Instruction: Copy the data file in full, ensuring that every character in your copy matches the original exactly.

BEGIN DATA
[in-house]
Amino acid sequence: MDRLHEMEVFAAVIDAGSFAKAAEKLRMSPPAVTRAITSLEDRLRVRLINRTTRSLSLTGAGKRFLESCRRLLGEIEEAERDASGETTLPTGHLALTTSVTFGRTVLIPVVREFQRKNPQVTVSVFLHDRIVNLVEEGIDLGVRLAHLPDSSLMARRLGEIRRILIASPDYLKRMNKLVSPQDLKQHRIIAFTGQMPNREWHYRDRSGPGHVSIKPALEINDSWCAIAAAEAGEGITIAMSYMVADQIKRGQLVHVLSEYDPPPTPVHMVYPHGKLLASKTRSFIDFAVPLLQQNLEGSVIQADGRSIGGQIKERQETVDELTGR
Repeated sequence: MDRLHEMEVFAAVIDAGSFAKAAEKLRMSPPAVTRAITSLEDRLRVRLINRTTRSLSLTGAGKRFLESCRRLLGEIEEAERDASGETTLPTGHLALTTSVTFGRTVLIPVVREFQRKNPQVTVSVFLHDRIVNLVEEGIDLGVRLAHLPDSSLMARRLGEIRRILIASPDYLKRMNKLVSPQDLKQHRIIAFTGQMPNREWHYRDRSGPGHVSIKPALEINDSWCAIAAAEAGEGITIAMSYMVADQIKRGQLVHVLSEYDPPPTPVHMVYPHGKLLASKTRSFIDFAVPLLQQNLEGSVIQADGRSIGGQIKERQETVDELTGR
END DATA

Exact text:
[in-house]
Amino acid sequence: MDRLHEMEVFAAVIDAGSFAKAAEKLRMSPPAVTRAITSLEDRLRVRLINRTTRSLSLTGAGKRFLESCRRLLGEIEEAERDASGETTLPTGHLALTTSVTFGRTVLIPVVREFQRKNPQVTVSVFLHDRIVNLVEEGIDLGVRLAHLPDSSLMARRLGEIRRILIASPDYLKRMNKLVSPQDLKQHRIIAFTGQMPNREWHYRDRSGPGHVSIKPALEINDSWCAIAAAEAGEGITIAMSYMVADQIKRGQLVHVLSEYDPPPTPVHMVYPHGKLLASKTRSFIDFAVPLLQQNLEGSVIQADGRSIGGQIKERQETVDELTGR
Repeated sequence: MDRLHEMEVFAAVIDAGSFAKAAEKLRMSPPAVTRAITSLEDRLRVRLINRTTRSLSLTGAGKRFLESCRRLLGEIEEAERDASGETTLPTGHLALTTSVTFGRTVLIPVVREFQRKNPQVTVSVFLHDRIVNLVEEGIDLGVRLAHLPDSSLMARRLGEIRRILIASPDYLKRMNKLVSPQDLKQHRIIAFTGQMPNREWHYRDRSGPGHVSIKPALEINDSWCAIAAAEAGEGITIAMSYMVADQIKRGQLVHVLSEYDPPPTPVHMVYPHGKLLASKTRSFIDFAVPLLQQNLEGSVIQADGRSIGGQIKERQETVDELTGR